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How secure is my password? | How to create a safe password

Passwords on post-its

We check your password security, and show how to make safe passwords with your own free password manager

Passwords are a pain. We’ve all got lots of online accounts these days: email, banking, cloud storage, shopping, holiday & transport bookings, work logins, social media, gaming and many, many more. You just want to be able to get online and get stuff done, but every site requires you to have a password and the general advice is to have a different one for every site.

It’s no wonder that so many of us ignore the advice and have just two or three passwords that are randomly scattered across numerous sites and services. We write them down on post-it notes and leave them stuck to our PCs or turn to our browsers to help us remember them all, again without taking the necessary precautions.

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If you’re worried about the state of your passwords and are looking to tidy things up with a new method to keep things both secure and easy to remember, then read on. Here we’ll explain how passwords actually work, so you understand what makes a good one, passwords to avoid, a good password manager and two-factor authentication, which sounds complex but which is actually brilliantly simple and ultra-secure.

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How passwords work

Before covering alternatives to your current password setup, it’s important to understand how passwords work and why this single security step can be the one weak point of your entire online life.

At their most basic, passwords are stored alongside usernames in a database. When you log in with your username, the site checks that the password matches the appropriate entry in the database, and if it does you’re able to log in. But it’s actually more complicated than that.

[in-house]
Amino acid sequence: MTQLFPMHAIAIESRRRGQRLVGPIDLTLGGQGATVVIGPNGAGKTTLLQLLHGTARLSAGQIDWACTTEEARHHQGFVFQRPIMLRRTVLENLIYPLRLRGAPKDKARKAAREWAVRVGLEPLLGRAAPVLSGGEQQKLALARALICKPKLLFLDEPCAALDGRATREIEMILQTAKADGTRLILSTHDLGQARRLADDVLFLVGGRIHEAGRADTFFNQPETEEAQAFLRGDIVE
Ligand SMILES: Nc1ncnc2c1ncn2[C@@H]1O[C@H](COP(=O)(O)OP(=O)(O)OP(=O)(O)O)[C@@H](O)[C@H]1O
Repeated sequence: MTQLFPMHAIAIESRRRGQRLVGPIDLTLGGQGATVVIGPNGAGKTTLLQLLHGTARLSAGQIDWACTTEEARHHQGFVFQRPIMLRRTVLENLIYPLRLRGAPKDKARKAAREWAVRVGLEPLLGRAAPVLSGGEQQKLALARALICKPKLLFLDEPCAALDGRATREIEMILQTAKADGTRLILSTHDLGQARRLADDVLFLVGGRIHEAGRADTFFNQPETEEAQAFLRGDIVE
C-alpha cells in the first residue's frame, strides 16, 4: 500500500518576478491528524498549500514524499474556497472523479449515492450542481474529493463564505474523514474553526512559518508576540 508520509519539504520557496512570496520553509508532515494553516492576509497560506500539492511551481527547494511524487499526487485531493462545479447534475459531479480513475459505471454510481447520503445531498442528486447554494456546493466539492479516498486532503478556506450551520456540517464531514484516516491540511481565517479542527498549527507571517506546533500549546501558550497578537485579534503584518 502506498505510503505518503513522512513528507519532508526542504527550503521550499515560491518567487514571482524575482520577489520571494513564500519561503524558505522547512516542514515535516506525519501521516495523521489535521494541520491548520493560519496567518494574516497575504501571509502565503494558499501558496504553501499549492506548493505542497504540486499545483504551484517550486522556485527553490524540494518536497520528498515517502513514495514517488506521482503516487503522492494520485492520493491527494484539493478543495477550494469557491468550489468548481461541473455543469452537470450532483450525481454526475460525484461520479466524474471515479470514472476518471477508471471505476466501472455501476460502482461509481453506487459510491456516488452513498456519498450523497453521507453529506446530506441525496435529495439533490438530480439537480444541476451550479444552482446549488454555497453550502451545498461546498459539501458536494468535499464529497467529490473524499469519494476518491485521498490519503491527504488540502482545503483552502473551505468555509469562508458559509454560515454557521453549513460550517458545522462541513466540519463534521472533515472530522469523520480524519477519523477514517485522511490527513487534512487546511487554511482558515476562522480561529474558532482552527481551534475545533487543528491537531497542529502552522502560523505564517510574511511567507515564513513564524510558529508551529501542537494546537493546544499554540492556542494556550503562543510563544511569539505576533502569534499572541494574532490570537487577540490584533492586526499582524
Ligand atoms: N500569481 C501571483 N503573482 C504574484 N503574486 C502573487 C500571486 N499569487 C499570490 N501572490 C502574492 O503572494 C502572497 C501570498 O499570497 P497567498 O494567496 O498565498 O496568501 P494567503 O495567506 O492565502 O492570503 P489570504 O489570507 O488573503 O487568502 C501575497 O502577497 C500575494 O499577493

Any business worth its salt will not be storing passwords as plain text in a database, as this is the least secure way of storing passwords. If a database of user information has passwords stored in plain text, any hacker who manages to get into the database instantly gains access to every user’s credentials. Because so many people use the same password for all their online services, this database is a veritable gold mine of information that can put millions of accounts and businesses at risk.

Passwords in a database should be stored as what is known as a “hash”. In this case, a hash is a unique combination of numbers and letters that represents what the password is. For example, the MD5 hash of the word “password” is “286755fad04869ca523320acce0dc6a4”. When you enter your password into a website’s password field and hit the log in button, the website compares the hash of the password you’ve entered to the hash it has stored next to your username in its database. If it’s a match, you get logged in. If not, try again.

Password hashes can’t be reverse engineered into their original text, but the hashes of common passwords are well known and can easily be looked up; it doesn’t take long for a hacker to create a dictionary of every single eight-character letter/number combination and run that against a list of stolen password hashes.

A pinch of salt

Because of this, many companies use a second step for password security. Each password hash is modified based on another string called a “salt”. This string is added to the hash and could be based the user’s login name or email address. So the username “shopper”, the hash of which is added to “password” as a salt, results in a complete salted hash that looks like this: “b47a9c791d653c8fa7ce7eff2abdd428”.